Monday, March 9, 2009

Omaha World-Herald praises Project Interfaith's work and links us to building forward-thinking community

Check out the editorial that appeared in recently in the Omaha World-Herald praising Project Interfaith's unique approach to building understanding, respect, and relationships among people of all faiths and beliefs and thanks for your support and involvement with our mission and work...

Published Tuesday, February 17, 2009

Omaha World-Herald Editorial Page

PROJECT INTERFAITH: The benefits of dialogue

Project Interfaith, an Omaha-based organization, is doing thoughtful work in encouraging Omahans to promote religious diversity. That goal can benefit the entire metropolitan area.

The fellowship and exchange of information across religious lines can make Omaha an especially welcoming place — a prerequisite for an ambitious regional city in the 21st century.

And far from encouraging people to dilute their own religious beliefs, the dialogue is explicitly intended to help deepen people's spiritual understanding of their particular faith tradition.

The nonprofit organization, founded and run by Beth Katz, began in 2005 as an affiliate of the local Anti-Defamation League. Now an independent entity, it educates using workshops, a speakers' bureau, art exhibits and architectural tours. Representatives from a wide variety of faith traditions serve on the organization's board. A good example of the group's efforts can be found in its diversity workshop for professional caregivers, including people employed in nursing homes, home health care, hospitals and similar settings. The event illustrated how such dialogue can yield eminently practical benefits: Understanding the religious beliefs of different patients can help these professionals provide an improved quality of care for patients. For instance, different religions have differing dietary rules and worship practices. And Christian, Islamic, Jewish, Hindu and Buddhist traditions and others may define such common terms as "prayer" and even "religious diversity" quite differently. Understanding such considerations can help health professionals in treating Somali and Sudanese immigrants, for example. Project Interfaith, which also works with educators, will hold its next diversity workshop in May. The organization also holds less intensive, shorter diversity workshops for smaller groups.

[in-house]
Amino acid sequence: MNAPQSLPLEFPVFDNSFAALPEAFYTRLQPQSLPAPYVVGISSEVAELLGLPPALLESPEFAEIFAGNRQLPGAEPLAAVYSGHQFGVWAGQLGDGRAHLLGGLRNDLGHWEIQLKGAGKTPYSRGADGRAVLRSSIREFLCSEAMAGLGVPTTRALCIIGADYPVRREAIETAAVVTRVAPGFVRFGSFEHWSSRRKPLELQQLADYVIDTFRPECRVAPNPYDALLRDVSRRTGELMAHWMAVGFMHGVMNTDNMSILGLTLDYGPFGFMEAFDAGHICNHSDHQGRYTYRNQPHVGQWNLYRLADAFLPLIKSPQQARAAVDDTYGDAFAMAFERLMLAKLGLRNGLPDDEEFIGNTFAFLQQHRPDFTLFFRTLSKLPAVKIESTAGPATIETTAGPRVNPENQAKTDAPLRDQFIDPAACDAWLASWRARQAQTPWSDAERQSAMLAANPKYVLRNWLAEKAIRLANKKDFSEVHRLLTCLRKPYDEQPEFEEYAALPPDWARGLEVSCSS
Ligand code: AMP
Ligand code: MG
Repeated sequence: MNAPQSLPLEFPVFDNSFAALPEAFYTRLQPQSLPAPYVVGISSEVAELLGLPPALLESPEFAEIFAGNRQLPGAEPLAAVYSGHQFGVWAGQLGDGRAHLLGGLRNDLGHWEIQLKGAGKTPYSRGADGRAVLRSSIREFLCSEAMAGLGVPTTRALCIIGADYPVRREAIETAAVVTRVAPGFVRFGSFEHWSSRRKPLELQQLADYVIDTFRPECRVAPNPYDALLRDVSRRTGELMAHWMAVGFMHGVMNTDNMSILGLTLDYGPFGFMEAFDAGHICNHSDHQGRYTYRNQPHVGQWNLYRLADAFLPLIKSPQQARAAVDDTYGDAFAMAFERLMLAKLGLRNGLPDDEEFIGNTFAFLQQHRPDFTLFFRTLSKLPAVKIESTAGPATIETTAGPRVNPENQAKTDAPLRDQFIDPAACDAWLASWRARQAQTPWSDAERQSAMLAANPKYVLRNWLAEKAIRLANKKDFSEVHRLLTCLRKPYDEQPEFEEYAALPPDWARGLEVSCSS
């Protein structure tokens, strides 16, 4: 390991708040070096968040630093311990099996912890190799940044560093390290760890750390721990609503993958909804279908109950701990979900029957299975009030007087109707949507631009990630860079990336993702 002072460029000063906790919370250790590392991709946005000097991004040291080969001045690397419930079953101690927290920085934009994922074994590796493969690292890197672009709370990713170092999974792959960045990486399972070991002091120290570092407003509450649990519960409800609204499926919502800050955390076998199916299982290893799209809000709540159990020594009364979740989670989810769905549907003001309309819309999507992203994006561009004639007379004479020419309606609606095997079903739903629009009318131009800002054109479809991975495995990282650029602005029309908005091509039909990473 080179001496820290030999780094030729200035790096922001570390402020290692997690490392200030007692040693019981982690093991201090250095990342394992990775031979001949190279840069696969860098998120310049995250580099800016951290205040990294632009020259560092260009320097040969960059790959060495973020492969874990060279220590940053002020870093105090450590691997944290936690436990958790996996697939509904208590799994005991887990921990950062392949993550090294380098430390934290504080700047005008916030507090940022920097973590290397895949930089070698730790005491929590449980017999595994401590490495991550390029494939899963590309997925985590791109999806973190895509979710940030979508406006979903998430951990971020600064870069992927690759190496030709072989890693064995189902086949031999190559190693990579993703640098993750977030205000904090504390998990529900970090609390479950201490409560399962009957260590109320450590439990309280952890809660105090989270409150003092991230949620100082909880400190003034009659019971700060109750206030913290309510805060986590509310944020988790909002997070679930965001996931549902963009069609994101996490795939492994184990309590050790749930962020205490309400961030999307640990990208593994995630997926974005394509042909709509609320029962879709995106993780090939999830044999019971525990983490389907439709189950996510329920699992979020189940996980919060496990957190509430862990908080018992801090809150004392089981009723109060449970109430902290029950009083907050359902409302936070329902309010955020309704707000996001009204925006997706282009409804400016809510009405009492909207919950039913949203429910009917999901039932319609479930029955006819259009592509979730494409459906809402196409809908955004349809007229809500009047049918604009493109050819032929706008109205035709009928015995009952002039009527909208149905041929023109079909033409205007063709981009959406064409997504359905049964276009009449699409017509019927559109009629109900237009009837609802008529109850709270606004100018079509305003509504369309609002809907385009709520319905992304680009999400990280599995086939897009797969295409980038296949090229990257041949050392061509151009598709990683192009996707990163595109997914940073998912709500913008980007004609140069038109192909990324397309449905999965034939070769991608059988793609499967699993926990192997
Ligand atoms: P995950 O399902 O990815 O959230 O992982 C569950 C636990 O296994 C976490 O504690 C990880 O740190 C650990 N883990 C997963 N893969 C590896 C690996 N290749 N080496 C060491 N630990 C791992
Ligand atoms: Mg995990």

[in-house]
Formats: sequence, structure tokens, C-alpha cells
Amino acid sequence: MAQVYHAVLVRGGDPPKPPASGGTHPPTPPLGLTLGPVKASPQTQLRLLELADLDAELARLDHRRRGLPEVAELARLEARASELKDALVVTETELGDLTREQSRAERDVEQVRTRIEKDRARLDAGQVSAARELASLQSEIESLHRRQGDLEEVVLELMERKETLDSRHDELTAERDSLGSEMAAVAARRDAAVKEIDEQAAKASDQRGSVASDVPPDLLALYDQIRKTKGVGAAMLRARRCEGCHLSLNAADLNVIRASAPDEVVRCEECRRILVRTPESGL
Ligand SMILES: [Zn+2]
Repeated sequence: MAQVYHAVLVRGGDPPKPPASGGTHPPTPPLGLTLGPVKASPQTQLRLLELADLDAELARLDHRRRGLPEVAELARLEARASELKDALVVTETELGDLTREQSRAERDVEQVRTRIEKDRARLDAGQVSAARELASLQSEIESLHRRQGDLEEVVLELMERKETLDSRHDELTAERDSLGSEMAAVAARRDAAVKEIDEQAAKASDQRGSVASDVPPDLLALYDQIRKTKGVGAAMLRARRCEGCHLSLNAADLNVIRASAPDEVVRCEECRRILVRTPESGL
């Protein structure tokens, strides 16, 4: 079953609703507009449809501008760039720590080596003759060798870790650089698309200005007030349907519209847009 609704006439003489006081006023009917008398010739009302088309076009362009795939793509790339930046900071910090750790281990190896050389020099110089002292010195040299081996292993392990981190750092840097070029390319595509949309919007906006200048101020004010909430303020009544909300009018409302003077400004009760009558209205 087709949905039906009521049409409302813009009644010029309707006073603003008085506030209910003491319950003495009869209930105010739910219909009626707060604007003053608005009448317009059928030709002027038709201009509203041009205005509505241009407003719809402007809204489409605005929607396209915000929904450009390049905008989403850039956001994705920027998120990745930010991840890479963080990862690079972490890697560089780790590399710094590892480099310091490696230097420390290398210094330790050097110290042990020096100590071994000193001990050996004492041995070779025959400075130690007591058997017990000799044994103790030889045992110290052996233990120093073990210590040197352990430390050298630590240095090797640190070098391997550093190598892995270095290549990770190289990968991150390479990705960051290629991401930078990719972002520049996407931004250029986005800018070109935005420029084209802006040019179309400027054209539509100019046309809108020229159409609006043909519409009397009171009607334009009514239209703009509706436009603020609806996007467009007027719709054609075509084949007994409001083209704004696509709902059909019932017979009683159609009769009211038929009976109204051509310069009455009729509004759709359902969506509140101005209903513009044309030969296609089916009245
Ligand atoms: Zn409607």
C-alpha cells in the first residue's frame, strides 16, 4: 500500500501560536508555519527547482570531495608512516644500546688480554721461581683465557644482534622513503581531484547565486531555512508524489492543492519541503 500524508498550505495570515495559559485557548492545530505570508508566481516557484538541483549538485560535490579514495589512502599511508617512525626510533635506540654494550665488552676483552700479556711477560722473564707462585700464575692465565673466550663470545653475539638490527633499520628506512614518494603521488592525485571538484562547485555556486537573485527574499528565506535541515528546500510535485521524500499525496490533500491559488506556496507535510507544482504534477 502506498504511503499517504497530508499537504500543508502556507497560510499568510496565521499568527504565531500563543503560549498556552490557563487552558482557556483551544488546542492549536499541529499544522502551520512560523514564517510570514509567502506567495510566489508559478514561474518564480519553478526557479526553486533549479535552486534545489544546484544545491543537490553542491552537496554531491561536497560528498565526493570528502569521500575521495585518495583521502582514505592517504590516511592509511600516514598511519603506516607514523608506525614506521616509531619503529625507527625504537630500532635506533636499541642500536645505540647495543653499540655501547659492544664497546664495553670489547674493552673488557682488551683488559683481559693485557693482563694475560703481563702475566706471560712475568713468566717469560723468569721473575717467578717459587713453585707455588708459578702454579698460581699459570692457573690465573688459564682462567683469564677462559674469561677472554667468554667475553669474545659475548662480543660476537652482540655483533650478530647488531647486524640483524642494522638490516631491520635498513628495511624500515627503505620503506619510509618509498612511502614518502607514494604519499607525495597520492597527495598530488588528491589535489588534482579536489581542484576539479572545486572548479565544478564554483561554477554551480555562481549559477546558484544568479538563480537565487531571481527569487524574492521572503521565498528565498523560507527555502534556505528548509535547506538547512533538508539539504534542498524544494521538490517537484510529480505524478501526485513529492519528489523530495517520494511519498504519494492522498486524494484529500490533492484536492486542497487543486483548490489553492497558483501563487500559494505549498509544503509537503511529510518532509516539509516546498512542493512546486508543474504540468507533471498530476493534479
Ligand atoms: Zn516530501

This interfaith endeavor is making a major contribution to the awareness that can make Omaha stronger city well-positioned to prosper as a forward thinking community.

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